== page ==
About Granville, Vermont
Chartered: August 8, 1781 (Vermont Charter)
Area: 32,626 Acres = 50.98 Square Miles [ Size Rank: 25* ]
Coordinates (Geographic Center): N 43° 59′ W 72°51′
Altitude: 950 feet ASL
Population (US Census, 2010): 298 [ Population Rank: 228* ]
Population Density (persons per square mile): 5.8 [ Density Rank: 237* ]
Full Census Info: Town County State
*Area, Population and Density rankings refer to Granville’s relative position among Vermont’s 255 civic entities (9 cities, 242 towns, 4 gores and grants). Complete rankings are here.
Granville was granted to Reuben King and six other members of his family, and named Kingston in the charter. Unlike the grantees of some other towns, the Kings took part in the settlement of their town. The first proprietors’ meeting was held at Windsor in the spring of 1783, at which Reuben King was elected proprietors’ clerk. The following year the proprietors offered 100 acres of land to any woman who would make a permanent settlement in Kingston with her family. Mrs. Daniel King was given the first award, and her husband became the proprietors’ clerk. Daniel later became the first justice of the peace and built the first sawmill and gristmill, for which he was awarded four more 100-acre lots. Their son, Henry King, was the first child born in town.
Hemenway’s Gazetteer (1868) said about Kingston: “This name it retained until 1834 when, for some local prejudice on the part of the inhabitants, it was changed by the legislature to Granville.” It seems more probable that it was changed because there weren’t enough Kings left for the name to be meaningful any longer. The town’s name was changed by the legislature in November 1834; the name of the post office was not changed by postal authorities until a year later.
It is generally assumed that the Vermont Granville derives from Granville in either Massachusetts or New York, both of which were named for John Carteret (1690-1763), the first Earl of Granville, one of the most illustrious men of his day. Already a peer by the time he was six years old, he became one of the best classical scholars of the 18th Century, and was second to none in political infiuence under the first three Georges. Horace Walpole, said the Earl was “handsome, open and engaging; … his genius was magnificent and lofty; his heart was without gall or friendship, for he never tried to be revenged on his enemies or to serve his friends.”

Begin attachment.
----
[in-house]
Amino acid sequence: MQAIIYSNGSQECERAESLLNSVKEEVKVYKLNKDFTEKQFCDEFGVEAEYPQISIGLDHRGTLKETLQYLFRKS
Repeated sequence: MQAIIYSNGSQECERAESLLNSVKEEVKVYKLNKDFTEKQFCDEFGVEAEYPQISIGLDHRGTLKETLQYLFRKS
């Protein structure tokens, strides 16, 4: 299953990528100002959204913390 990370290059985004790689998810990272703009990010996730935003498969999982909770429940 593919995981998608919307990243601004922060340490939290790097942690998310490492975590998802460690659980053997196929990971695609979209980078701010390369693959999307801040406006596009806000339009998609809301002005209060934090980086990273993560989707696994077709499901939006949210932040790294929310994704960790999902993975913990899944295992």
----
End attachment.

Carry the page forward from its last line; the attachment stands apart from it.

Strangely enough, some of the earliest Vermont records for the town of Granville show its name spelled Grantville. This gives rise to the thought that possibly the name merely meant that the town was granted by the Vermont legislature.
Until recently, Granville had the oldest continuously operating one-room schoolhouse in the US. The building is now part of Town Hall.
Calendar of Events provided by the Vermont Department of Tourism & Marketing.
Emergency Services (Statewide): 911
Hospital: Porter Medical Center (Middlebury) 802-388-7901
Town Clerk: Kathy Werner PO Box 66 Granville, VT 05747
Churches, Ministries, Charitables
United Church of Christ : United Church of Christ
Windsor Northwest Supervisory Union 802-234-5364
Granville Village School 802-767-3144
This is a basic geographic reference, intended to show relative location of adjacent towns. Directional accuracy is limited to 16 compass points. There isn’t even the slightest suggestion that one can necessarily travel directly from one town to the next (as in “You can’t get there from here”).
Notes about utilities:
- One electric or phone company indicates that company serves the entire town. More than one of either indicates each serves different areas of town.
- A listed cable company MIGHT mean the entire town is covered, but not necessarily. More than one listed indicates each serves different areas of town.
- Unless your area is one served by Vermont’s only gas utility, your only option is bottled gas (any dealer).
Electric Green Mountain Power 888-835-4672
Telephone Fairpoint 866-984-2001